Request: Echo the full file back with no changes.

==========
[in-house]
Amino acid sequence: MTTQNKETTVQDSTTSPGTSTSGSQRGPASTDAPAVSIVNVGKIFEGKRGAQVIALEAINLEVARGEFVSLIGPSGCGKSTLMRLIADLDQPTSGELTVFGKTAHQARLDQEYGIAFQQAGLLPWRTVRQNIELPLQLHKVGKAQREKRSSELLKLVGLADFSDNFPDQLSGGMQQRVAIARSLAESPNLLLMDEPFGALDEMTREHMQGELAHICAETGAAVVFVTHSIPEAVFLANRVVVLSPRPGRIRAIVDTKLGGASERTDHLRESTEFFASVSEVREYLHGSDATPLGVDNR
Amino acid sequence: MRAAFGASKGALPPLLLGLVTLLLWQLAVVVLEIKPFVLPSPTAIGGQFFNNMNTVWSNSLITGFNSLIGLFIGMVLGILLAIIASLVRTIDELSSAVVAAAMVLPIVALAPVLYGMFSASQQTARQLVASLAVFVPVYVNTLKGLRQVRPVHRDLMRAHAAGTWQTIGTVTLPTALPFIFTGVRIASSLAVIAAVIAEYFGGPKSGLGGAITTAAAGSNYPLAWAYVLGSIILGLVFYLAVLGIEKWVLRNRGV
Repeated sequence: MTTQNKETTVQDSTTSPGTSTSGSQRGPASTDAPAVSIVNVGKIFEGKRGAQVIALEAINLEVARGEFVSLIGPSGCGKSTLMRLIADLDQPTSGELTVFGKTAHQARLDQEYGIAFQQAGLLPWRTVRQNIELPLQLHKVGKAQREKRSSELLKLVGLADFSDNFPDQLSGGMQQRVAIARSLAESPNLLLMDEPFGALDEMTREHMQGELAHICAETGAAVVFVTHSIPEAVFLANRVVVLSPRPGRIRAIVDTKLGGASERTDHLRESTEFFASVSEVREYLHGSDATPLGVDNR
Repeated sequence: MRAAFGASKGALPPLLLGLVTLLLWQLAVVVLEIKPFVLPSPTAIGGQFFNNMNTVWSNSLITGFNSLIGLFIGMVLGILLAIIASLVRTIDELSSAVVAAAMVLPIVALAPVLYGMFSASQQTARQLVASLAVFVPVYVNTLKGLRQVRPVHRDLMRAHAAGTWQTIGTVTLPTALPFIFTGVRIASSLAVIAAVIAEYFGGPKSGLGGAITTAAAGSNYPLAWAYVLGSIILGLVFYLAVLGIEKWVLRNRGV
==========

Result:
[in-house]
Amino acid sequence: MTTQNKETTVQDSTTSPGTSTSGSQRGPASTDAPAVSIVNVGKIFEGKRGAQVIALEAINLEVARGEFVSLIGPSGCGKSTLMRLIADLDQPTSGELTVFGKTAHQARLDQEYGIAFQQAGLLPWRTVRQNIELPLQLHKVGKAQREKRSSELLKLVGLADFSDNFPDQLSGGMQQRVAIARSLAESPNLLLMDEPFGALDEMTREHMQGELAHICAETGAAVVFVTHSIPEAVFLANRVVVLSPRPGRIRAIVDTKLGGASERTDHLRESTEFFASVSEVREYLHGSDATPLGVDNR
Amino acid sequence: MRAAFGASKGALPPLLLGLVTLLLWQLAVVVLEIKPFVLPSPTAIGGQFFNNMNTVWSNSLITGFNSLIGLFIGMVLGILLAIIASLVRTIDELSSAVVAAAMVLPIVALAPVLYGMFSASQQTARQLVASLAVFVPVYVNTLKGLRQVRPVHRDLMRAHAAGTWQTIGTVTLPTALPFIFTGVRIASSLAVIAAVIAEYFGGPKSGLGGAITTAAAGSNYPLAWAYVLGSIILGLVFYLAVLGIEKWVLRNRGV
Repeated sequence: MTTQNKETTVQDSTTSPGTSTSGSQRGPASTDAPAVSIVNVGKIFEGKRGAQVIALEAINLEVARGEFVSLIGPSGCGKSTLMRLIADLDQPTSGELTVFGKTAHQARLDQEYGIAFQQAGLLPWRTVRQNIELPLQLHKVGKAQREKRSSELLKLVGLADFSDNFPDQLSGGMQQRVAIARSLAESPNLLLMDEPFGALDEMTREHMQGELAHICAETGAAVVFVTHSIPEAVFLANRVVVLSPRPGRIRAIVDTKLGGASERTDHLRESTEFFASVSEVREYLHGSDATPLGVDNR
Repeated sequence: MRAAFGASKGALPPLLLGLVTLLLWQLAVVVLEIKPFVLPSPTAIGGQFFNNMNTVWSNSLITGFNSLIGLFIGMVLGILLAIIASLVRTIDELSSAVVAAAMVLPIVALAPVLYGMFSASQQTARQLVASLAVFVPVYVNTLKGLRQVRPVHRDLMRAHAAGTWQTIGTVTLPTALPFIFTGVRIASSLAVIAAVIAEYFGGPKSGLGGAITTAAAGSNYPLAWAYVLGSIILGLVFYLAVLGIEKWVLRNRGV